Kuala Lumpur, Malaysia: Several parallel sessions on a wide range of technologies and verticals and meaningful interaction with exhibitors kept the delegates and visitors busy throughout on the second day of Map Asia 2010 and ISG 2010 here today.
The India Technology Summit, organised in association with the High Commission of India in Malaysia and the Ministry of Earth Sciences in India, brought together a spectrum of technologists and industry personnel to demonstrate the commitment of the Indian government to the Asian community and help them develop and grow in terms of their geospatial capabilities. Welcoming the delegates, Sanjay Kumar, CEO, GIS Development said the Indian geospatial industry is recognised worldwide not just as a service provider but as a solution partner and technology partner to resolve complex problems of the world.
Opening the summit, HE Vijay Gokhale, High Commissioner of India in Malaysia said he could understand the potential of geospatial technology though quite new to the field. In the backdrop of unprecedented economic growth India is witnessing, high quality maps are required to build sustainable infrastructure to support the growth. He also commented that both India and Malaysia are at an interesting phase of bilateral relationships and the geospatial industry should capitalise on the same.
Detailing the evolution of GIS in India, Rajesh C Mathur, Vice-Chairman, NIIT GIS, said that geospatial technology has its roots in India in the late 1980s with the launch of several pilot projects. It then moved into a consolidation phase with several projects of national interest. Listing the technology trends, Rajesh said that as geospatial is getting integrated with other IT subsystems like ERP and CRM, it is witnessing a shift towards service-oriented architecture and use of Web and cloud platforms. Though started with data conversion services, the industry moved up the value chain in client engagement and is in a strong advantageous position today.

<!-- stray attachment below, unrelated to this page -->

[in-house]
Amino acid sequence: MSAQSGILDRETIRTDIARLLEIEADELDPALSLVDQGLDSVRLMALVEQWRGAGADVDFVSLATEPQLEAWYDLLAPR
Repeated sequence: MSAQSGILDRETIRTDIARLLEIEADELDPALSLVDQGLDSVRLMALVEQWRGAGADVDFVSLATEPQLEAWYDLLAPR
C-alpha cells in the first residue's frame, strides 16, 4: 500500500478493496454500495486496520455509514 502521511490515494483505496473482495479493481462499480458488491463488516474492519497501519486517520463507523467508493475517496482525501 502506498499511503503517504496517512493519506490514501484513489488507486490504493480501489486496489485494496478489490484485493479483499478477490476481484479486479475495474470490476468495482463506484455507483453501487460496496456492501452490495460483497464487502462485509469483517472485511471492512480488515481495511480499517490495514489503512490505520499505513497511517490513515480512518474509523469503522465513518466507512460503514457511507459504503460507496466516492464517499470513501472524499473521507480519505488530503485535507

Dr KM Mrityunjaya Reddy, Director General, Andhra Pradesh State Remote Sensing and Application Centre, India, discussed the remote sensing capabilities of his centre and enumerated it with a few success stories. Introducing the activities and capacities of Survey of India, Swarna Subba Rao, Director, Andra Pradesh GDC, listed out the latest projects being undertaken by Survey of India.
The summit called upon the Asian community to take advantage of the infrastructure and technology capacities developed by India in surveying, remote sensing and solutions and services delivery.
Utilities and infrastructure: Another theme which was of much interest to the geospatial community of the region was utilities and infrastructure. Informative presentations, inquisitive audience and a packed hall made this session interesting to one and all. The interest of the audience in the potential of the subject was substantiated by the facts and figures doled by Geoff Zeiss, Director of Technology, Autodesk. Geoff said an estimated 41 trillion USD is being pumped into building infrastructure across the world by 2030. As advanced economies are shrinking workforces, it is imperative to use intelligent technology to build sustainable infrastructure. To this effect, several countries are investing in smart grids. But smart grids require 1000 times more and better spatial data, he said. He then listed out building information modeling (BIM), gaming and 3D visualisation techniques, model-based design and convergence of technologies as being the future technologies to build sustainable infrastructure. Abu Bakar Hashim, Director-IT, Malaysian Highway Authority enumerated the initiatives taken by his organisation in expanding the use of GIS in the planning of highways in Malaysia. The session discussed several organisational initiatives by Bintulu Port, Gas Malaysia and Indah Water Konsortium.
Source: Our correspondent